Zero Net Energy and Efficient Buildings

2804510_N69.jpgA Zero Net Energy (ZNE) building is an energy-efficient building where the annual energy use is equal to on-site renewable energy production. Achieving ZNE buildings require both a commitment to energy efficient design and operations and significant on-site renewable energy systems—typically photovoltaic (PV) power systems—to offset the reduced energy requirements.

In 2007, the California Public Utilities Commission (CPUC) adopted aspirational goals that all new residential construction in California be zero net energy by 2020, and all new commercial construction in California be zero net energy by 2030. Over the last decade, the CPUC and California Energy Commission have advanced this goal through a variety of public policy initiatives including enhancements to the California Building Energy Efficiency Standards (Title 24, Part 6) and the Green Building Standards Code (Title 24, Part 11). The California ZNE buildings goal remains aspirational and not (yet) a mandate, with many projects in California being built as “ZNE ready” or “near ZNE,” but very few achieving zero net energy.

For more than a decade, LPA has designed energy-efficient buildings with significant on-site renewable energy systems that approach or achieve ZNE status, including:

  • Toyota Motor Sales USA South Campus – a 625,000-square-foot LEED Gold office complex in Torrance, California. When the project opened in 2003, the nearly 500-kiloWatt (kW) rooftop PV array was the largest private PV system in California and offsets approximately 25 percent of the facility energy use;
  • CSU-East-Bay-Building.jpgCalifornia State University, East Bay, Faculty Support Center – a five-story, 67,000-square-foot academic office building in Hayward that is designed at 35 percent more efficient that Title-24 and includes a 100-kW rooftop PV system that offsets approximately 25 percent of building energy use;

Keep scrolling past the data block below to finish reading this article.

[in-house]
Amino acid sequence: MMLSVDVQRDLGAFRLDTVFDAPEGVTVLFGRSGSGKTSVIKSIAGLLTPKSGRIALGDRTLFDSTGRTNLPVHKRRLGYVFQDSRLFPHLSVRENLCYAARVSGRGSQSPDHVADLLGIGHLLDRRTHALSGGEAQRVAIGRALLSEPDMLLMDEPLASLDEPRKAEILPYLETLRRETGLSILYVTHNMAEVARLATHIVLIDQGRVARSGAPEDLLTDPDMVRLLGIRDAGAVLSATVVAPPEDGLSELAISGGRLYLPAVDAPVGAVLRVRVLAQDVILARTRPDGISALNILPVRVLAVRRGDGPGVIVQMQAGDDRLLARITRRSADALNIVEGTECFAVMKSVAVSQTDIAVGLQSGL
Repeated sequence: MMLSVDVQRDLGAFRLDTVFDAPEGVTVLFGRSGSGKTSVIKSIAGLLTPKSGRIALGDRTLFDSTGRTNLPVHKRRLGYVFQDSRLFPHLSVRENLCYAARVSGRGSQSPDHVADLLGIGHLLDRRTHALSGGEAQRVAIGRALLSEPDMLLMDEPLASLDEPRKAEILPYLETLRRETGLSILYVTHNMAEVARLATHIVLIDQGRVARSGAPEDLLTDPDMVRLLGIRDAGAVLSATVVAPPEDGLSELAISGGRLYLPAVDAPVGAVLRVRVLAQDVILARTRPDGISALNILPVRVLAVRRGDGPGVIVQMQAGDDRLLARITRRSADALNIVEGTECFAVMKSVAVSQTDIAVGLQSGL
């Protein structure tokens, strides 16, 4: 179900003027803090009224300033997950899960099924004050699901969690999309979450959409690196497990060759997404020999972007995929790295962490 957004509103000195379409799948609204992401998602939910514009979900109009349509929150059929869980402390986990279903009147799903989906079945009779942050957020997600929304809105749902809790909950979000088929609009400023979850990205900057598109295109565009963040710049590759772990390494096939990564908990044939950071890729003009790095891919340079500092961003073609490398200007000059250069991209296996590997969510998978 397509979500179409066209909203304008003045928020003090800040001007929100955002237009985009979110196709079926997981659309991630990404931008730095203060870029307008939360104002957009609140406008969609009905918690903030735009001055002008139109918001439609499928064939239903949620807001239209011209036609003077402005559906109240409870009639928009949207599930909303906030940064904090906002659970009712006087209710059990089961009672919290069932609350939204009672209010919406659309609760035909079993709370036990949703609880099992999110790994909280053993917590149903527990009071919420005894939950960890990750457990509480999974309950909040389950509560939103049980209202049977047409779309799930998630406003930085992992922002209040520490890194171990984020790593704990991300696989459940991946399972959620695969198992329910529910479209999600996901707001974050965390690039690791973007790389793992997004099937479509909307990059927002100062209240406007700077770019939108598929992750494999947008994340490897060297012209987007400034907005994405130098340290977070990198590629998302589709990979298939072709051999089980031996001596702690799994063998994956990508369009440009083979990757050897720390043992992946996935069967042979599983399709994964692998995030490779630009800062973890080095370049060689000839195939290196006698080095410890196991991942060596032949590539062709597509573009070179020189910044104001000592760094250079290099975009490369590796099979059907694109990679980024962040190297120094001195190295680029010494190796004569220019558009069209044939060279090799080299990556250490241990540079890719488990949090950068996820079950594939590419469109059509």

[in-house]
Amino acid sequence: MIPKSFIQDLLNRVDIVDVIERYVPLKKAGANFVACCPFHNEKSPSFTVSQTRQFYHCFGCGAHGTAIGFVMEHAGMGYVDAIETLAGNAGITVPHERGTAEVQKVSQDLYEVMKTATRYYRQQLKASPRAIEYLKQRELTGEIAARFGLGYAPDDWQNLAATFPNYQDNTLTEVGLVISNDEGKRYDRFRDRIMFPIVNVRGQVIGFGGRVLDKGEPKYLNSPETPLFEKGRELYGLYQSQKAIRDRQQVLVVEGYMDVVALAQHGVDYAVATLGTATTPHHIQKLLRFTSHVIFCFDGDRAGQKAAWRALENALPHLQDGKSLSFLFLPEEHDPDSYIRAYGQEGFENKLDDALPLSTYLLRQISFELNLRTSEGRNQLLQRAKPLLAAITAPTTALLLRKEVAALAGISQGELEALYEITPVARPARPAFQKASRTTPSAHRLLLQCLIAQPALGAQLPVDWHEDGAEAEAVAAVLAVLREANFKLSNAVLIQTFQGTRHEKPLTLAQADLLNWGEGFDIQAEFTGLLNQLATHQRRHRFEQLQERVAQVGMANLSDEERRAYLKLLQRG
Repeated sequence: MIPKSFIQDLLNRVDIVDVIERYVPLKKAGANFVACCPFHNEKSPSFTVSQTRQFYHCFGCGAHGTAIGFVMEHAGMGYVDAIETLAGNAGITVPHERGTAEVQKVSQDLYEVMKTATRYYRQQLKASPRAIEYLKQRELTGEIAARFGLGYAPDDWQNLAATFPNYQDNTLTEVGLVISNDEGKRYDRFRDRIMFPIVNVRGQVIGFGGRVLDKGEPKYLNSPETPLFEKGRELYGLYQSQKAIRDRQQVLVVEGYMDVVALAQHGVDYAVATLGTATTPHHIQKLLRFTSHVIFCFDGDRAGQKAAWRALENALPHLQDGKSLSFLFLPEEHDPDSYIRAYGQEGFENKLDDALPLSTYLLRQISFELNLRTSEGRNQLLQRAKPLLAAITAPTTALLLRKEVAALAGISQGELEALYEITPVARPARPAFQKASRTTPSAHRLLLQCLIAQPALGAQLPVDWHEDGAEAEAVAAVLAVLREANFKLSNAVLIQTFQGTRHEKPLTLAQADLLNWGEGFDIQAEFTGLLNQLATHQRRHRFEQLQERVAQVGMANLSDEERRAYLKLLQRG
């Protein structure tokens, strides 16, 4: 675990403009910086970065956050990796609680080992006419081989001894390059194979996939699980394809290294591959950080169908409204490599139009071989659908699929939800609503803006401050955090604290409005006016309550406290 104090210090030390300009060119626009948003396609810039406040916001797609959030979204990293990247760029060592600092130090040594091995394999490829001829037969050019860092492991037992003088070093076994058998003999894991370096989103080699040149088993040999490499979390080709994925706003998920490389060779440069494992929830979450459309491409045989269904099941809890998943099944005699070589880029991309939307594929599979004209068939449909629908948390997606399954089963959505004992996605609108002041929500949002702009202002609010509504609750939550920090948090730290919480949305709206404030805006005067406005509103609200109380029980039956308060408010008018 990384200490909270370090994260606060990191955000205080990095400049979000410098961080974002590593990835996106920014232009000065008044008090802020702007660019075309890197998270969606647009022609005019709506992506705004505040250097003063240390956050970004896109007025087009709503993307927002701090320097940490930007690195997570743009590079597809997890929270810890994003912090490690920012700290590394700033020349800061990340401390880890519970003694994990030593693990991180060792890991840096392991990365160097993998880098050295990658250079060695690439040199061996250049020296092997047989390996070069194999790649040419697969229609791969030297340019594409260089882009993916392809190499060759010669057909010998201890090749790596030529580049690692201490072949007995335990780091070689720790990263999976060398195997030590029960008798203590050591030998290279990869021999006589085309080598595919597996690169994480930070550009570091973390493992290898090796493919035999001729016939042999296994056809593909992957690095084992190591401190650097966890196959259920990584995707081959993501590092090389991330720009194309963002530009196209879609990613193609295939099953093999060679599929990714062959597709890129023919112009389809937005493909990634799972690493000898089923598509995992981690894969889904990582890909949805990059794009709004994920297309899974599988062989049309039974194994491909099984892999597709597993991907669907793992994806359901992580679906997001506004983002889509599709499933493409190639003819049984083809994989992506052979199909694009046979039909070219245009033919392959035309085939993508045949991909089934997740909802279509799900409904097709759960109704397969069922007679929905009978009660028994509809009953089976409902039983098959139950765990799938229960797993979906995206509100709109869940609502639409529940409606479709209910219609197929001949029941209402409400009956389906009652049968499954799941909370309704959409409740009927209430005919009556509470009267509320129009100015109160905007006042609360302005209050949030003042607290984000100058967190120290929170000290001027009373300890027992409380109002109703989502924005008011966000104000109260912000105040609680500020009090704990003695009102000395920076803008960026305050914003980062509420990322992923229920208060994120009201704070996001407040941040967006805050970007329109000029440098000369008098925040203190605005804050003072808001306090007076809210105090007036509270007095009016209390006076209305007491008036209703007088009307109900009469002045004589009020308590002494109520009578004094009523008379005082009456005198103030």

• Palomar College Humanities Building – a three-story, 90,000-square-foot classroom and faculty office building in San Marcos that includes a 163-kW rooftop PV system, which offsets approximately 30 percent of the building energy use;
  • Ernest S. McBride, Sr. High School – A 150,000-square-foot high school in Long Beach, California. LPA designed the architecture to accommodate a 277-kW of thin-film rooftop PV system integrated with the standing seam metal roof to offset more than 50 percent of the energy use.
  • High Desert Government Center – a 66,000-square-foot, two-story LEED Gold office building in Hesperia, California, includes a 300-kiloWatt PV system located primarily on parking canopies. The PV system offsets 100 percent of the original building program as a general office facility. Given the efficiency of the project and the large PV array, the county added a 911 call center to the buildings program. Even with this new energy intensive use, the PV array provides 50 percent of the facility energy use.
  • Environmental-Nature-Center.jpgThe Environmental Nature Center – a very low-energy, passively conditioned 9,000-square-foot LEED Platinum educational center in Newport Beach, California. The ENC has been net zero energy since it opened in 2008. Every month, a 42-kW rooftop PV array produces more energy than the building requires.
  • West Hollywood Parking Structure – recently completed, this five-story, 200-vehicle automated parking structure includes a rooftop PV array that offsets all of the energy used by the structure and contributes to offsetting the energy use of the adjacent West Hollywood City Hall.

LPA is signatory to the AIA 2030 Commitment, striving to design energy-efficient projects and deliver ZNE, carbon-neutral buildings. We look forward to building on our past success and leveraging improvements in available energy technologies to deliver ZNE buildings for LPA clients—creating spaces and places that enrich the lives of those who use them.

A version of this story appeared in LPA Studies: West Hollywood Parking Garage.

Erik Ring is a Principal and Mechanical Engineer at LPA. Ring ensures that all LPA projects exceed California's Title 24 requirements by at least 15 percent. He's a LEED Fellow and he's consulted for and designed more than 50 LEED certified projects.

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